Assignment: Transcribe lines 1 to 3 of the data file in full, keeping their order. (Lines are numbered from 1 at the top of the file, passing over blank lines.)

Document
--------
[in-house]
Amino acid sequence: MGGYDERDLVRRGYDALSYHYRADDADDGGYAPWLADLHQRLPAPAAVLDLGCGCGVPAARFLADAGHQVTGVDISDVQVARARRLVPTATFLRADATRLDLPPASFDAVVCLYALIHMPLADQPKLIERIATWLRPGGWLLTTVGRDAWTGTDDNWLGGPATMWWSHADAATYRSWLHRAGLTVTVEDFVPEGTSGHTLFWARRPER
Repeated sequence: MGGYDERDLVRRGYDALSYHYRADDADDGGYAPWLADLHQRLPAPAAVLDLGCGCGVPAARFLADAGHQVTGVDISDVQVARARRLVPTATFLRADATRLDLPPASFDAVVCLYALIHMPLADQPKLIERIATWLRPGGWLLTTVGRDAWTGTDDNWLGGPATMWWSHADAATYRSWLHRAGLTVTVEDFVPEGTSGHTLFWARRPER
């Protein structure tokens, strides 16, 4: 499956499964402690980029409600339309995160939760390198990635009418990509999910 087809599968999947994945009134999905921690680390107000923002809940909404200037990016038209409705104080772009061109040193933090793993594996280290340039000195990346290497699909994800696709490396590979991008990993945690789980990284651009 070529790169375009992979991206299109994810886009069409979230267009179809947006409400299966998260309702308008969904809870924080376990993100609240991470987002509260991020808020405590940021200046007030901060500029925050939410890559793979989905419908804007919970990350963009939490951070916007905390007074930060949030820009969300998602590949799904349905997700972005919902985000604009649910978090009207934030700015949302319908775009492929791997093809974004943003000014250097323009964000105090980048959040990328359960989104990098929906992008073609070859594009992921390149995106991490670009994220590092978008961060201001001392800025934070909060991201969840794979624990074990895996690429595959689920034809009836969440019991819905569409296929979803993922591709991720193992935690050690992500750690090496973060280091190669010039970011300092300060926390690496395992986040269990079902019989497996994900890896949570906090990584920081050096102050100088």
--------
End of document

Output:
[in-house]
Amino acid sequence: MGGYDERDLVRRGYDALSYHYRADDADDGGYAPWLADLHQRLPAPAAVLDLGCGCGVPAARFLADAGHQVTGVDISDVQVARARRLVPTATFLRADATRLDLPPASFDAVVCLYALIHMPLADQPKLIERIATWLRPGGWLLTTVGRDAWTGTDDNWLGGPATMWWSHADAATYRSWLHRAGLTVTVEDFVPEGTSGHTLFWARRPER
Repeated sequence: MGGYDERDLVRRGYDALSYHYRADDADDGGYAPWLADLHQRLPAPAAVLDLGCGCGVPAARFLADAGHQVTGVDISDVQVARARRLVPTATFLRADATRLDLPPASFDAVVCLYALIHMPLADQPKLIERIATWLRPGGWLLTTVGRDAWTGTDDNWLGGPATMWWSHADAATYRSWLHRAGLTVTVEDFVPEGTSGHTLFWARRPER